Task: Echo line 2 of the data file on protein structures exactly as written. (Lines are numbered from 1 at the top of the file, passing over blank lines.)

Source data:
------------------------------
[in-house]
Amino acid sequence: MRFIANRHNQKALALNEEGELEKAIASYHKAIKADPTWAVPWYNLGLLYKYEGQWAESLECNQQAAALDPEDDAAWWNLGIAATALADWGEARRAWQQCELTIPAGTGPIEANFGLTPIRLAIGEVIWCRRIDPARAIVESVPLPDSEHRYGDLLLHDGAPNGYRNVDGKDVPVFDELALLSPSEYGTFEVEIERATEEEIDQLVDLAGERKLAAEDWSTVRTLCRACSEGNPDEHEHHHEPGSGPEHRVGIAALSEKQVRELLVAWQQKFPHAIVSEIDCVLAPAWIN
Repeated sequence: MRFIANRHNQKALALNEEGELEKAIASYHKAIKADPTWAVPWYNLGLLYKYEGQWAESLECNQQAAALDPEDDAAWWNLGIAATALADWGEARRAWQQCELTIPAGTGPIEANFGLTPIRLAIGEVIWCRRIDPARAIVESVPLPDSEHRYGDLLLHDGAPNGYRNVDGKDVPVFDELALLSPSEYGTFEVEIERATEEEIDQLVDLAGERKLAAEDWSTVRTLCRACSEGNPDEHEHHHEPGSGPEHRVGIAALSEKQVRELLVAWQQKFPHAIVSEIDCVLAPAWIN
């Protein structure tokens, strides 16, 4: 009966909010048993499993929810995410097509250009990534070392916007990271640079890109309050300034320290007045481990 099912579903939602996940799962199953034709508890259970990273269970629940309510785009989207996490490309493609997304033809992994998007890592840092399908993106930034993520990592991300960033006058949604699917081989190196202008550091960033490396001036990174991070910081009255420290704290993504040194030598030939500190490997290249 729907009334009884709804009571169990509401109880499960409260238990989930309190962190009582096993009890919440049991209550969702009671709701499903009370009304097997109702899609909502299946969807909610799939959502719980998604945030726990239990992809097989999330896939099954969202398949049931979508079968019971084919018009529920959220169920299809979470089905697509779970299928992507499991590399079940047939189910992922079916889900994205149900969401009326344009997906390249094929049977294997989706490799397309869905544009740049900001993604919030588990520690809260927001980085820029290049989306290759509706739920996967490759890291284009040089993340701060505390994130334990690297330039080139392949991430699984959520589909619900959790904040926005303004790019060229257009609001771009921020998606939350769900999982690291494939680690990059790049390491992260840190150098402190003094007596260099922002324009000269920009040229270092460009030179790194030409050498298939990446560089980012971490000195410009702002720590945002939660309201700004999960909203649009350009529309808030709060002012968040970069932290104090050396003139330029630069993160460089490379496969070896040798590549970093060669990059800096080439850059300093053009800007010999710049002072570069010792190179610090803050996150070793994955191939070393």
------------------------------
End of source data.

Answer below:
Amino acid sequence: MRFIANRHNQKALALNEEGELEKAIASYHKAIKADPTWAVPWYNLGLLYKYEGQWAESLECNQQAAALDPEDDAAWWNLGIAATALADWGEARRAWQQCELTIPAGTGPIEANFGLTPIRLAIGEVIWCRRIDPARAIVESVPLPDSEHRYGDLLLHDGAPNGYRNVDGKDVPVFDELALLSPSEYGTFEVEIERATEEEIDQLVDLAGERKLAAEDWSTVRTLCRACSEGNPDEHEHHHEPGSGPEHRVGIAALSEKQVRELLVAWQQKFPHAIVSEIDCVLAPAWIN